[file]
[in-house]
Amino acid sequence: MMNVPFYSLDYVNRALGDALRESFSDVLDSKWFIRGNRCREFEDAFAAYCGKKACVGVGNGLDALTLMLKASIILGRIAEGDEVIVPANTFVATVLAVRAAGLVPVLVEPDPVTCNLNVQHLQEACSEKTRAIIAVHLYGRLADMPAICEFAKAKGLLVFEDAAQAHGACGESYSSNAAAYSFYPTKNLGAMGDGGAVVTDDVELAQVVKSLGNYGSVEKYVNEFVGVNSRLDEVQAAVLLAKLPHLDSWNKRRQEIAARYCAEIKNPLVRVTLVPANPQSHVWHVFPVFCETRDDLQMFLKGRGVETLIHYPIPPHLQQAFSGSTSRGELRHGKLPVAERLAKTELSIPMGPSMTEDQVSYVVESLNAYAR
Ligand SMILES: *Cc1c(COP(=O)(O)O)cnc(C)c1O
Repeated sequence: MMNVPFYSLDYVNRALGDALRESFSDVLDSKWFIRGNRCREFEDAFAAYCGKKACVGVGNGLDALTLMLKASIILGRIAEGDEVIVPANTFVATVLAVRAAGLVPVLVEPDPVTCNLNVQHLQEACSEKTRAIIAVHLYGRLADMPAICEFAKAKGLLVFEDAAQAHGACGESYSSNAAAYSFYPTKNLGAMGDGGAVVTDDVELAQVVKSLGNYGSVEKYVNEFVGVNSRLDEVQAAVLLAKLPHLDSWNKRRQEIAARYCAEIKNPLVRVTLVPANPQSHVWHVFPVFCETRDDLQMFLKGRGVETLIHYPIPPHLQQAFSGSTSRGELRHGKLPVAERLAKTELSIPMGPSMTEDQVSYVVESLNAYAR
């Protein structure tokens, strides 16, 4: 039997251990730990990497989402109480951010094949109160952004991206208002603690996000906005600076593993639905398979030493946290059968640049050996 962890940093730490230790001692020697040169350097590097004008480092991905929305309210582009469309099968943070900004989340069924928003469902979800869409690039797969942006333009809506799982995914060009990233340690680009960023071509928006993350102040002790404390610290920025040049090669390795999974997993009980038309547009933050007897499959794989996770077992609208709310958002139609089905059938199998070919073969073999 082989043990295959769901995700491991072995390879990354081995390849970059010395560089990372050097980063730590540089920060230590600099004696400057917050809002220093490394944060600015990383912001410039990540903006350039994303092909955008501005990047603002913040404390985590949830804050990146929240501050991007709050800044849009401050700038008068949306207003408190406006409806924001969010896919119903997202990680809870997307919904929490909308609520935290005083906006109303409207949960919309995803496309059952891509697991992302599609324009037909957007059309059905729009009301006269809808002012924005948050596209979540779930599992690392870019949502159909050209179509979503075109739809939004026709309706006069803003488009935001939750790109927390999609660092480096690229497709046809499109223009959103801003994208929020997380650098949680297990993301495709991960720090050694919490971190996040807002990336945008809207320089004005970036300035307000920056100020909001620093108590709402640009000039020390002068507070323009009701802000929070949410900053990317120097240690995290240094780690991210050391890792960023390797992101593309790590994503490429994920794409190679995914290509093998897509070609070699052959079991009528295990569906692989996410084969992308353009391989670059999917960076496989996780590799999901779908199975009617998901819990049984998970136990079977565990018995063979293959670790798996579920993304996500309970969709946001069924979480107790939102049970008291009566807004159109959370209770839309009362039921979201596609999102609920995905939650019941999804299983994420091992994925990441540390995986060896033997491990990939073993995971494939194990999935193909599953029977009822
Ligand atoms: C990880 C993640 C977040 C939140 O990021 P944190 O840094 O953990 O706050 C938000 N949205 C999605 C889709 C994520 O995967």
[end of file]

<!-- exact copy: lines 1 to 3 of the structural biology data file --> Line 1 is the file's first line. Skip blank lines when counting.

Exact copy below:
[in-house]
Amino acid sequence: MMNVPFYSLDYVNRALGDALRESFSDVLDSKWFIRGNRCREFEDAFAAYCGKKACVGVGNGLDALTLMLKASIILGRIAEGDEVIVPANTFVATVLAVRAAGLVPVLVEPDPVTCNLNVQHLQEACSEKTRAIIAVHLYGRLADMPAICEFAKAKGLLVFEDAAQAHGACGESYSSNAAAYSFYPTKNLGAMGDGGAVVTDDVELAQVVKSLGNYGSVEKYVNEFVGVNSRLDEVQAAVLLAKLPHLDSWNKRRQEIAARYCAEIKNPLVRVTLVPANPQSHVWHVFPVFCETRDDLQMFLKGRGVETLIHYPIPPHLQQAFSGSTSRGELRHGKLPVAERLAKTELSIPMGPSMTEDQVSYVVESLNAYAR
Ligand SMILES: *Cc1c(COP(=O)(O)O)cnc(C)c1O